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DEAR ABBY: My friend and I read your column and discuss the letters and your replies. We usually agree with your answers. Now we have a question for you:

Let's say that "Mary" was shopping and ran into a young woman she had known in college -- we'll call her Beatrice. Beatrice had her 2-year-old son in a stroller, and when Mary looked at the little boy, she wasn't prepared for the shock she got. The child's face was terribly deformed and disfigured!

What should Mary have said -- if anything?

My friend said, "I would have ignored the abnormality and said something like, 'My, what a sweet child. How old is he?'"

I said, "I would have been more honest and said something like, 'I'm sorry about your baby, but I hear they are able to do amazing reconstructive surgery now.'"

Abby, what do you think a parent of a facially disfigured child would want to hear? My friend and I are hoping you will respond in your column. It would be helpful to many readers. -- NO NAME OR CITY, PLEASE

DEAR NO NAME: Just when I think I've seen everything, along comes a letter such as this one.

Only a person who has walked that path is qualified to answer that question. I hope someone who has will write and let me know. The answer would be helpful to many readers -- as well as to this columnist.

DEAR ABBY: I have a friend who insists he is not addicted to tobacco because he doesn't smoke cigarettes -- he smokes a pipe! He says, "I don't inhale, so a pipe can't hurt me."

Meanwhile, his wife inhales his secondhand smoke all day, and it must hurt because she has a respiratory problem and a chronic cough. This man claims he doesn't have a habit, yet he is never seen without some kind of pipe -- which he constantly is lighting, packing with tobacco, tapping into an ashtray or fiddling with in some manner.

He has a very impressive collection of pipes as well as a variety of fancy blends of tobacco, so it's apparent that he is not just a casual smoker. He brags that he could quit his pipe tomorrow and never miss it because he really doesn't have a habit.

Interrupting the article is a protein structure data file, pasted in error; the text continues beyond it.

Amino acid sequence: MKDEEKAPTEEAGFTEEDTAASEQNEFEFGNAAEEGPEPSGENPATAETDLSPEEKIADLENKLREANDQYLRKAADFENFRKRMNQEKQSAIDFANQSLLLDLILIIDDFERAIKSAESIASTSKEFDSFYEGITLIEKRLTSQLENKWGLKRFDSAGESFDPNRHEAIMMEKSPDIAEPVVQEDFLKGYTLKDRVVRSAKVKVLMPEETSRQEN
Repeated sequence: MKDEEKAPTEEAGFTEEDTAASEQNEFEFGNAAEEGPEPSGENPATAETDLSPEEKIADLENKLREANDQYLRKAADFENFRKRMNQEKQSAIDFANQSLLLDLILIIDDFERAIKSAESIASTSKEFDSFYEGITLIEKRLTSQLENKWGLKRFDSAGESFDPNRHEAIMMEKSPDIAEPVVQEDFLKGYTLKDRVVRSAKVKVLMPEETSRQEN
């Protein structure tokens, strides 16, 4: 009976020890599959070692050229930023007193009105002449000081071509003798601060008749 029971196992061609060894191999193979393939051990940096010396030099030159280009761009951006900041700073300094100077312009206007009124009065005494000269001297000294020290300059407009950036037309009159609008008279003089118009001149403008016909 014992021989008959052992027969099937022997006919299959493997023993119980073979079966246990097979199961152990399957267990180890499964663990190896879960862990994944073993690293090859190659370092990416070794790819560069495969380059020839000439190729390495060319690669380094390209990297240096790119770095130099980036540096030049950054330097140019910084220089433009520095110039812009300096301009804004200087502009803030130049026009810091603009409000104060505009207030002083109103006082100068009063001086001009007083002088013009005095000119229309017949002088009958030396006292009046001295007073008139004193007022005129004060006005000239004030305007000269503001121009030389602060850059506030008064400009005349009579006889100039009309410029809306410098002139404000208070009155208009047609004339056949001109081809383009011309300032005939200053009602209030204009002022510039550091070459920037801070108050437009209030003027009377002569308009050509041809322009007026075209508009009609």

Abby, I wonder whom is he kidding? -- AN OBSERVER

DEAR OBSERVER: Himself.

DEAR ABBY: The heartwarming letters you have published about people doing kind deeds impulsively for strangers prompts my first Dear Abby letter.

Every Saturday night, no matter what my husband and I did, we would always wind up at Baskin-Robbins for ice- cream cones. The same young girl always waited on Bob while I sat in the car -- a '66 T-Bird.

One night, with no warning whatsoever, my husband died of a heart attack. Although we had been married for 45 years, I was devastated.

About two months after my husband's death, I stopped by Baskin-Robbins for an ice-cream cone. The young girl remembered me because of the car, and said, "I've missed you. Where is your nice husband?"

I told her that he had died suddenly. "Oh, I'm very sorry," she said. "Please, wait a minute." Then she hurriedly packed a quart of our favorite flavor and handed it to me.

"No charge," she said softly. "Your husband was such a fine gentleman."

I was so touched, I cried. -- VIRGINIA DARE LUDWIG, TUSTIN, CALIF.

Everything you'll need to know about planning a wedding can be found in Abby's booklet, "How to Have a Lovely Wedding." To order, send a long, business-size, self-addressed envelope, plus check or money order for $3.95 ($4.50 in Canada) to: Dear Abby, Wedding Booklet, P.O. Box 447, Mount Morris, Ill. 61054. (Postage is included.)

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